"We really don't know the answer - several causes may be at work and the only common factor known so far is that many honeybee colonies are dying. The phenomenon is alarming especially because agricultural pollination and therefore crop production levels are threatened."

Symptoms of Colony Collapse Disorder are normally evident between late summer and early spring. In the US, colonies have been hit as older bees pop their clogs, "leaving behind the queen and young workers not yet ready to forage for pollen and nectar and insufficient in number to maintain the colony", as Vita explains.

In the UK, meanwhile, there have been "a few but significant examples" of what experts call the "Marie Celeste phenomenon" - colonies abandoning hives altogether leaving no evidence of what caused their disappearance.

Watkins continued: "It's a real mystery. We need beekeepers to report their losses and examine and analyse their colonies thoroughly. In the USA it has been difficult to obtain adequate samples and sufficient detailed reports. From records that are available, however, it is noticeable that many beekeepers have been using unauthorised treatments for varroa mites, a honeybee parasite. I'm sure that this is not the complete explanation, but it may be a significant contributory factor."

Whatever the cause of Colony Collapse Disorder, European honeybees face a concrete threat from hordes of killer Asian Hornets (http://www.theregister.co.uk/2007/02/21/killer_hornets/), which can wipe out a nest of 30,000 bees "in a couple of hours" in search of larvae on which to feed their young.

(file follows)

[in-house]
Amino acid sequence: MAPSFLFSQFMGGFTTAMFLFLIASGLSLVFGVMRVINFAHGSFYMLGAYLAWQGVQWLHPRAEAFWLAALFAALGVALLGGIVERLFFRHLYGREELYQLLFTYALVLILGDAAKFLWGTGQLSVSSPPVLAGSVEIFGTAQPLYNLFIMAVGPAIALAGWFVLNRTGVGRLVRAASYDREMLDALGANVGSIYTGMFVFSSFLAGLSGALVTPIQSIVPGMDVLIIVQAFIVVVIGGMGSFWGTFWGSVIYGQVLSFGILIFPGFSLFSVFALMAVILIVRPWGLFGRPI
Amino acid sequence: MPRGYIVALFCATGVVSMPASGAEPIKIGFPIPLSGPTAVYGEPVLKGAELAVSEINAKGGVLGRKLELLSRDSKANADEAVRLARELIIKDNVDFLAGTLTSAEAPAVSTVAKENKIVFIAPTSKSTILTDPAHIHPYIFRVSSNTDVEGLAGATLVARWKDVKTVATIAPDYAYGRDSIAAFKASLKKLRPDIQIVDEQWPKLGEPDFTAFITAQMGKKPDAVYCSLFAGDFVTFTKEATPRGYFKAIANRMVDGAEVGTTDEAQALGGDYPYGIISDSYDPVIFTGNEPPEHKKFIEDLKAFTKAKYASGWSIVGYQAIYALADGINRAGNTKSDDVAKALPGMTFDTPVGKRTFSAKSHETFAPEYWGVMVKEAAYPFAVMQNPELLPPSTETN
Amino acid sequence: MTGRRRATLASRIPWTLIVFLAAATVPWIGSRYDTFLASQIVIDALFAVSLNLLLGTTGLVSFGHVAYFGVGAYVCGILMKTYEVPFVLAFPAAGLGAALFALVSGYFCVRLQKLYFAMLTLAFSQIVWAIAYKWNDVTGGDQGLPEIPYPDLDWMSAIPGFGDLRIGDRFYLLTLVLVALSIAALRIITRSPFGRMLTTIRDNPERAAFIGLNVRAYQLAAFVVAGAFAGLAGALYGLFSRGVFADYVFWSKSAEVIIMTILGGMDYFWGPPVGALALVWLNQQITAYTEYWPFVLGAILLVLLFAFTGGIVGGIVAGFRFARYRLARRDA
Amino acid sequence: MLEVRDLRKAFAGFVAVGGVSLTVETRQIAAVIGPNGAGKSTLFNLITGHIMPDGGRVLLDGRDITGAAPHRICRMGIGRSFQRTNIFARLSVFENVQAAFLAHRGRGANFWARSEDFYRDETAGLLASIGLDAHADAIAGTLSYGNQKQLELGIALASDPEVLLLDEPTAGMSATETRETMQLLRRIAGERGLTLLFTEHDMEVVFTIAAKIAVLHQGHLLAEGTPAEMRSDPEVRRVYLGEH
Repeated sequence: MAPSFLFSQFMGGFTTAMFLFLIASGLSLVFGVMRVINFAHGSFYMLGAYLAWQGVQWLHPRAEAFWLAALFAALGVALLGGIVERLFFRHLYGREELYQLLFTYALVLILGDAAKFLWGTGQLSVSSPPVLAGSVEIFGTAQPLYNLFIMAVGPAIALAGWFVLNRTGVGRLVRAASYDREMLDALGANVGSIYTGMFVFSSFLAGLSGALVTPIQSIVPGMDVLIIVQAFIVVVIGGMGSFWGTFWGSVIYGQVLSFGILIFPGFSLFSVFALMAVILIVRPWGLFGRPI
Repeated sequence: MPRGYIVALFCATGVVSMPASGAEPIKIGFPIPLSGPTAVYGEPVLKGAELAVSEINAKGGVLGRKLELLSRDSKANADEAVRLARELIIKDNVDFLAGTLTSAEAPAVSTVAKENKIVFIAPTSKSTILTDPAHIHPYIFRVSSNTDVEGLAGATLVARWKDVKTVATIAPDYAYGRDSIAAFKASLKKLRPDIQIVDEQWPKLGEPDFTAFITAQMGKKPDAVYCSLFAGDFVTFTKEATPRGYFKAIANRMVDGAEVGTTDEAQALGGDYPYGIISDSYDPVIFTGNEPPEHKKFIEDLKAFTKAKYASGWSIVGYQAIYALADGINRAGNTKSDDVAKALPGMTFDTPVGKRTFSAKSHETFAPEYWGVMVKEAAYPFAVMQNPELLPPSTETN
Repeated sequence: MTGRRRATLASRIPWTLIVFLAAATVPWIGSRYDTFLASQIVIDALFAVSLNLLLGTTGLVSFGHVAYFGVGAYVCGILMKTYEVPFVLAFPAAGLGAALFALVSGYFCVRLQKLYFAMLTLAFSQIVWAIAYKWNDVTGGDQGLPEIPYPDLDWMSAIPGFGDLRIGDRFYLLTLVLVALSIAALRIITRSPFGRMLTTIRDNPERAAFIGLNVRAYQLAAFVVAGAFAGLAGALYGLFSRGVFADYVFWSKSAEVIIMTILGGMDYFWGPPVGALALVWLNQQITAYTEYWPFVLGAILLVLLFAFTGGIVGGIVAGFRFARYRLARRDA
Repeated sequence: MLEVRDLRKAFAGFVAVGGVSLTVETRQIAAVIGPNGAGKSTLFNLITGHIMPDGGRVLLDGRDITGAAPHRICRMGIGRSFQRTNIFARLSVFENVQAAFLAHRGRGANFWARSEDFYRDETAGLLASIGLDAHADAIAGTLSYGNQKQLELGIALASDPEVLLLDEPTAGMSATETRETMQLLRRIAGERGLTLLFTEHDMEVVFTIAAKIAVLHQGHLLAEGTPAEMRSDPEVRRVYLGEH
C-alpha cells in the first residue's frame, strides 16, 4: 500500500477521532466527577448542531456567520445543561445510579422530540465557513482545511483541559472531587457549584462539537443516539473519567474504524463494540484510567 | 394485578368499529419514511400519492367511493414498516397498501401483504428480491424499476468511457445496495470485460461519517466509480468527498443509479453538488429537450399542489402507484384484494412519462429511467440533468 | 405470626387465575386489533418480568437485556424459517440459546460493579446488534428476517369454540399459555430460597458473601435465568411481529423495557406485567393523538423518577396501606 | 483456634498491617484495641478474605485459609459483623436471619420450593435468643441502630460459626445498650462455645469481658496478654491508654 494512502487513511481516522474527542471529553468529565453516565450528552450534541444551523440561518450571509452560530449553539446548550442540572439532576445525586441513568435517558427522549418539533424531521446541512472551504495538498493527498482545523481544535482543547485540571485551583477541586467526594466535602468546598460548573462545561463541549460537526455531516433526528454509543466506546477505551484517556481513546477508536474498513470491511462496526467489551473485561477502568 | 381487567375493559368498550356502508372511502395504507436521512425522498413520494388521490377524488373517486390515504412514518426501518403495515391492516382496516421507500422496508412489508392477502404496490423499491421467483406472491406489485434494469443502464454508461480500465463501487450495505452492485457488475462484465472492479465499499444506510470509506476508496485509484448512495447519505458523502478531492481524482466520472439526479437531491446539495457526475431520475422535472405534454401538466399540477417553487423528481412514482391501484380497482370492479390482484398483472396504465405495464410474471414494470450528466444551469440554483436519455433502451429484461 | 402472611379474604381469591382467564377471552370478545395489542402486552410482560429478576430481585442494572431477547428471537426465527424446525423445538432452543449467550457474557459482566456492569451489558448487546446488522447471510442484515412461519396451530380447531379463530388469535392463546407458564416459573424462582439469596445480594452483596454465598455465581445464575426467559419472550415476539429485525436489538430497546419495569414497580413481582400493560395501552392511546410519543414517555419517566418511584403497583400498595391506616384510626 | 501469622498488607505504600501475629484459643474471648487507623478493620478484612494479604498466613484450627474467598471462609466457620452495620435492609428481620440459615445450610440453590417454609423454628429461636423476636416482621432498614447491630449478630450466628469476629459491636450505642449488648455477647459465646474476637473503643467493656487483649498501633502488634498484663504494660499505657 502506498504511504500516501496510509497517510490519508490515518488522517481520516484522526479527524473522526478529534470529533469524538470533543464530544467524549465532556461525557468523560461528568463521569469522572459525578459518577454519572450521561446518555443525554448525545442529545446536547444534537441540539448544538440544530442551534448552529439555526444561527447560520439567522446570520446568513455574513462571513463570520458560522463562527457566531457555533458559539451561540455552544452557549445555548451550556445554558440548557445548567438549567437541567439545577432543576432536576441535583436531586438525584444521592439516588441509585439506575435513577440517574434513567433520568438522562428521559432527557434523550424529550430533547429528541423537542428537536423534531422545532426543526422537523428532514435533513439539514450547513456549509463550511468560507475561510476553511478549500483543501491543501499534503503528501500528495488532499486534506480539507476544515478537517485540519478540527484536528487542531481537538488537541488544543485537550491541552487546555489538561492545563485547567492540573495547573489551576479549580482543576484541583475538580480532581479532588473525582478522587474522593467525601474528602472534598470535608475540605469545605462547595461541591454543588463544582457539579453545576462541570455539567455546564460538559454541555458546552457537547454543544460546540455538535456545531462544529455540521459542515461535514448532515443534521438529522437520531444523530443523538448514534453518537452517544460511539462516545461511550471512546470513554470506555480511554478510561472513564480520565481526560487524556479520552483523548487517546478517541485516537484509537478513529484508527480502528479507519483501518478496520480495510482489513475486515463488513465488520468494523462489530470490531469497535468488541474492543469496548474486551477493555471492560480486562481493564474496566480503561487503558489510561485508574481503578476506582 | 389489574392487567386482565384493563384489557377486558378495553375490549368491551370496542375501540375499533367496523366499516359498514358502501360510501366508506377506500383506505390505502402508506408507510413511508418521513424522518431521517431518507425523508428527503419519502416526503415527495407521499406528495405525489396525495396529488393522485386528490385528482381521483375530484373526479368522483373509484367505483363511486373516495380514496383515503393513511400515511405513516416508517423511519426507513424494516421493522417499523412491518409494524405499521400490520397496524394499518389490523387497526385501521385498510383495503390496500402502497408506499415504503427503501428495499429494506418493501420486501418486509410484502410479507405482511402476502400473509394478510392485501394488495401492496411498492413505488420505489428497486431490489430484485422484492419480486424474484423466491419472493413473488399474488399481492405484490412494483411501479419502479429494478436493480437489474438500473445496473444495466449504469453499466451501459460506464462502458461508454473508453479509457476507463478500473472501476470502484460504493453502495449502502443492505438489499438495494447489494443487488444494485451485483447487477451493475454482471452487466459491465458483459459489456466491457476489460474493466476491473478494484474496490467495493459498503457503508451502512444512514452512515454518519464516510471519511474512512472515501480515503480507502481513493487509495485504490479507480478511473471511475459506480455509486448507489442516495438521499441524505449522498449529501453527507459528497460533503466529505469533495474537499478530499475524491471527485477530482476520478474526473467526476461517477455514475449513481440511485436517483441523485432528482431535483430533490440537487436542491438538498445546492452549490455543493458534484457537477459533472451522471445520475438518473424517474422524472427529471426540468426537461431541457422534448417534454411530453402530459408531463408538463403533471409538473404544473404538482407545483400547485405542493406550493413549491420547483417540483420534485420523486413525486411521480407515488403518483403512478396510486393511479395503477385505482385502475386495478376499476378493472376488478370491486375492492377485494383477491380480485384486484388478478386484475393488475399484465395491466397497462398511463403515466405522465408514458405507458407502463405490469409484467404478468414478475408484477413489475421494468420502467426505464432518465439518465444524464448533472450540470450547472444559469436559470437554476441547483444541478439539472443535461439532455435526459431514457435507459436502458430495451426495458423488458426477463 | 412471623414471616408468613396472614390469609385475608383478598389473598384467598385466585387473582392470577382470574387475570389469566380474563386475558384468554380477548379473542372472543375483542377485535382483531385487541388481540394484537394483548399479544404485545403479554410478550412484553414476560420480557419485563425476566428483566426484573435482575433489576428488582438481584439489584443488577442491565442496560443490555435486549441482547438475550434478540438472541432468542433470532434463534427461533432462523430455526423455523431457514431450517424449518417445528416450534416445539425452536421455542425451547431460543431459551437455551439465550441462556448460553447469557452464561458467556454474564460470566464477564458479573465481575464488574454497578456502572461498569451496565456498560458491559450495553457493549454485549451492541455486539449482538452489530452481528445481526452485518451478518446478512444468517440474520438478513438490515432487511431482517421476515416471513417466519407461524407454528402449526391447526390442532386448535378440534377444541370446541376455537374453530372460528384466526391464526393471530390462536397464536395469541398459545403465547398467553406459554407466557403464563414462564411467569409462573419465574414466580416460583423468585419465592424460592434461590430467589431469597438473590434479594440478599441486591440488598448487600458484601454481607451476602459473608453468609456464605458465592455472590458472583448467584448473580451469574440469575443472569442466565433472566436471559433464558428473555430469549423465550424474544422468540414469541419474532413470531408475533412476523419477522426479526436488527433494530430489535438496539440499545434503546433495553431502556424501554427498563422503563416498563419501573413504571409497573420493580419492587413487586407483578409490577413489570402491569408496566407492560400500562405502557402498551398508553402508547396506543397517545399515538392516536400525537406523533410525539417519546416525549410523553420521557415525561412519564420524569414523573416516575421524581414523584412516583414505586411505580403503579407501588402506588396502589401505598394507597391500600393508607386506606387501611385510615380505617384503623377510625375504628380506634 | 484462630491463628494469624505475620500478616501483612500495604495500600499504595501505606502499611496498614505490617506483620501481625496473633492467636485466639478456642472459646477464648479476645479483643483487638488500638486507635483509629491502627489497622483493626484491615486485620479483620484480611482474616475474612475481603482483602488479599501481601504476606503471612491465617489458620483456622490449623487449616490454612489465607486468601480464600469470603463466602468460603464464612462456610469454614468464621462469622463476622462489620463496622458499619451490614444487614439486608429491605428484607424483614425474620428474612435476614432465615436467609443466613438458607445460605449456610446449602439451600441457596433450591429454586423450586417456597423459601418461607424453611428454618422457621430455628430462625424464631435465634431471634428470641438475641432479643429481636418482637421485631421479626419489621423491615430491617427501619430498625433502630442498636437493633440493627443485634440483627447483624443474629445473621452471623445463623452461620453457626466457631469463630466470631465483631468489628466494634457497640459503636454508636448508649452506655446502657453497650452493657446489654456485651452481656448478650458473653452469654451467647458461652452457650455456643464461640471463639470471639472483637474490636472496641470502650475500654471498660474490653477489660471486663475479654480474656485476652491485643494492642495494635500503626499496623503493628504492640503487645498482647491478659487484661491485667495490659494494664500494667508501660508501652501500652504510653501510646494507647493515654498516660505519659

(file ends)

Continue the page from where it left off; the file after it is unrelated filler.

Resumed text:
The forests of Aquitaine, in south-west France, already boast swarms of the insect assassins which have "spread like lightning" across France and will inevitably, experts say, find their way to the UK at some point. ®

Related stories
Hornet death squads menace France (21 February 2007)
http://www.theregister.co.uk/2007/02/21/killer_hornets/
US unleashes bomb-sniffing bees (28 November 2006)
http://www.theregister.co.uk/2006/11/28/terror_busting_bees/
© Copyright 2007
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« Reply #41 on: April 02, 2007, 02:56:46 PM »

Could the Bees have become dependent on a drug we've been giving them? And then when the fall hit or something we stopped feeding them this drug. As if the workers were pollinating heroin or something like that.
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« Reply #42 on: April 03, 2007, 10:13:24 AM »

MrILovetheAnts.  Now your theory, that is something else.  AND, who ever knows eh?  Anything is possible in this mysterious world of ours.  Best of a great day.  Cindi